Demand for U.S. office space hit a 17-year low in the second quarter and could dip further this year, as companies remain reluctant to hire more employees amid economic uncertainties, according to real estate research firm Reis Inc.
"It's nearing the bottom," Reis economist Ryan Severino said. "It's a little hard to say that we're at the bottom. It probably will take another quarter or two to know for certain."
The U.S. office vacancy rate reached 17.4 percent in the second quarter, a level unseen since 1993 during the last U.S. commercial estate implosion, according to preliminary figures Reis released Tuesday. That compares with 12.5 percent in 2007, when demand was the strongest in recent years.
Demand for office space is a function of confidence in the U.S. economy, and so far the recovery has been in fits and starts.
Lethargic job creation, a weak U.S. housing market and concern about Europe's economy have left companies unwilling to commit to signing leases to accommodate future hiring.
The third quarter also does not look strong, as the most recent jobs report Friday showed that overall employment fell for the first time this year. That came on the heels of reports of sharp drops in consumer confidence and new home sales.
"When things do turn around, it will be a slow, somewhat tepid recovery, just because of the way the economy is likely to recover," Severino said. "Hopefully, the economy proceeds on this slow, meandering course as opposed to retrenching back into a recession."
The U.S. office vacancy rate rose 0.10 percentage point from the first quarter and 1.4 percentage points from a year earlier, Reis said.
Companies let go of about 1.8 million square feet of office space during the quarter, fueling the vacancy rise, Reis said.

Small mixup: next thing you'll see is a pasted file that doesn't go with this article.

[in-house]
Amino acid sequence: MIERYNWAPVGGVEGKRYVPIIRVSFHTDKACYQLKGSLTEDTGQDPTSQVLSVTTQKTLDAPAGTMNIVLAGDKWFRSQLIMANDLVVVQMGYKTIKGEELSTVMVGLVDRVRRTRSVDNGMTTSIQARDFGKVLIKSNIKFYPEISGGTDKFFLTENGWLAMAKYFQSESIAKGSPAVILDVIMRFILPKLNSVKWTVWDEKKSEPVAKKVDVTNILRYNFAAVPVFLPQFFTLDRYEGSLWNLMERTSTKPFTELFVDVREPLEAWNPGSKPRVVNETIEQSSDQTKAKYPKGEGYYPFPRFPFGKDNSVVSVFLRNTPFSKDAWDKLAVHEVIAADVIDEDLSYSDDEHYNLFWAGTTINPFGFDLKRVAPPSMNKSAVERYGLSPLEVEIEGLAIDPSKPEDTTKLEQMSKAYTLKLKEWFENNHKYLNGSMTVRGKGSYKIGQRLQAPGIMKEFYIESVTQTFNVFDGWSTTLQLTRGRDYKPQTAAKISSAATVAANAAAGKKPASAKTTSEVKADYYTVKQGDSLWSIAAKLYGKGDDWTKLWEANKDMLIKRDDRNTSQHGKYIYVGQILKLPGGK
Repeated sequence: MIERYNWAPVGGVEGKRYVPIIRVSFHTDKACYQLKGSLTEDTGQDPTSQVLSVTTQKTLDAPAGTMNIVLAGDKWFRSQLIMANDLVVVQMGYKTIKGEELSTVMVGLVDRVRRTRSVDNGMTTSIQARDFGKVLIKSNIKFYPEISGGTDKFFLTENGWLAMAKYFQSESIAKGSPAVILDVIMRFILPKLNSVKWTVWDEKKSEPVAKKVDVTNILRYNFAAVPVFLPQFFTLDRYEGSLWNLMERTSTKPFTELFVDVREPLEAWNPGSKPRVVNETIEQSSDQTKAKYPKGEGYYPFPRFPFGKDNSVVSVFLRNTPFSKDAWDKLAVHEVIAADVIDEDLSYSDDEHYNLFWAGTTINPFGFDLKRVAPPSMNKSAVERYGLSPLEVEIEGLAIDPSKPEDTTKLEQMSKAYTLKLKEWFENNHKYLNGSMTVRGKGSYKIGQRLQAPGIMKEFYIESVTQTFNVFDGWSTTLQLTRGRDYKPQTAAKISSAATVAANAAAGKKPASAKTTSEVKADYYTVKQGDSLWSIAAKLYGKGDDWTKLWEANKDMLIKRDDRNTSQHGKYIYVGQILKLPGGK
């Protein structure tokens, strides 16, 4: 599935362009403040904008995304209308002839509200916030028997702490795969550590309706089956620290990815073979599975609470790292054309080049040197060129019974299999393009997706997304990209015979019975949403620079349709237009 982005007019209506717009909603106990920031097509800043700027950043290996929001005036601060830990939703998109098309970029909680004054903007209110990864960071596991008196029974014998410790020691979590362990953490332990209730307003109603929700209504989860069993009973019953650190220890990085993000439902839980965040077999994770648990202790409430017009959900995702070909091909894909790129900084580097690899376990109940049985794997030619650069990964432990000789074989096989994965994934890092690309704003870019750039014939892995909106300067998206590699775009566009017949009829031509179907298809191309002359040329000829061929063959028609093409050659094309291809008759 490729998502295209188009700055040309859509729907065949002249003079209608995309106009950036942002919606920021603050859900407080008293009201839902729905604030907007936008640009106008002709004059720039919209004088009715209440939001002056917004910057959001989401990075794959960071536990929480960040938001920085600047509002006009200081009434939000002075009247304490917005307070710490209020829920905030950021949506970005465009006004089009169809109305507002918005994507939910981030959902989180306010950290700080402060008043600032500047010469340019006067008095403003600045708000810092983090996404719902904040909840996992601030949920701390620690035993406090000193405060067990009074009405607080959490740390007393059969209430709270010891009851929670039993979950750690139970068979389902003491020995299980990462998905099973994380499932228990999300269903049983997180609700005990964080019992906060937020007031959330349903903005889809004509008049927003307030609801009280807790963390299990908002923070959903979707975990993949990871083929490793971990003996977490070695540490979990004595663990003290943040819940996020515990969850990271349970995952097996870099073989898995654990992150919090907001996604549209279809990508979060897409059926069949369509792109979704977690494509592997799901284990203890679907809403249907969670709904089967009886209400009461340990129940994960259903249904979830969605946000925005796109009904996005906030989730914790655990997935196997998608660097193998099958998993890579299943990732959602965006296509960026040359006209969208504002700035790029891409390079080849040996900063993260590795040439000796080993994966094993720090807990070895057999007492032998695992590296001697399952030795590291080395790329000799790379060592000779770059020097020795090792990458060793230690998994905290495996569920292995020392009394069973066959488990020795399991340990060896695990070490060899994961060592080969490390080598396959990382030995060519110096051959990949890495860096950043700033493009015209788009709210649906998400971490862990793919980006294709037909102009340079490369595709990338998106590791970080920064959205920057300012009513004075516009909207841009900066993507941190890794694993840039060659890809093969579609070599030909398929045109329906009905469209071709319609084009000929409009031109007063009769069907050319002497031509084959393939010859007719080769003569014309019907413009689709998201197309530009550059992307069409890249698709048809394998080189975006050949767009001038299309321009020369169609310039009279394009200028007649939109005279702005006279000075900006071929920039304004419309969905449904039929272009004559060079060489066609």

Vacancy has climbed 4.9 percentage points from its low reached in the third quarter 2007, Reis said.
Still, the second quarter marked the 10th consecutive quarter since the beginning of 2008 that office properties registered deterioration in the level of occupied space. The office vacancy rate increased in 49 of the 82 metropolitan areas Reis tracks.
Like the occupancy rate, the average U.S. rent continued to deteriorate at a slower rate. Asking rent fell 0.2 percent from the prior quarter and 3 percent from a year earlier to $27.47 per square foot, the lowest level since the 2007 second quarter, Reis said.
Factoring in months of free rent and other concessions, the average national rent fell 0.9 percent from the prior quarter and 5.7 percent from a year earlier to $22.01 per square foot.
It was the lowest level since the third quarter 2006.
That rent, called effective rent, declined in 60 out of the 82 markets, up from 56 the prior quarter, reflecting landlords' concerns about demand for space, Severino said.
In New York, the largest U.S. office market, the vacancy rate held firm at 11.7 percent. Effective rent continued to slip, down 0.1 percent to $43.66 per square foot. Even so, it was a marked improvement over the prior quarter, when effective rent plunged 2.2 percent.
"It's a sort of 'less negative is the new positive,"' Severino said.
Washington, D.C., was the tightest market, with a vacancy rate of 10 percent. On the other end of the spectrum, Detroit had the highest vacancy rate at 26.3 percent, as it continues to reel from difficulties in the auto industry.
© 2021 Thomson/Reuters. All rights reserved.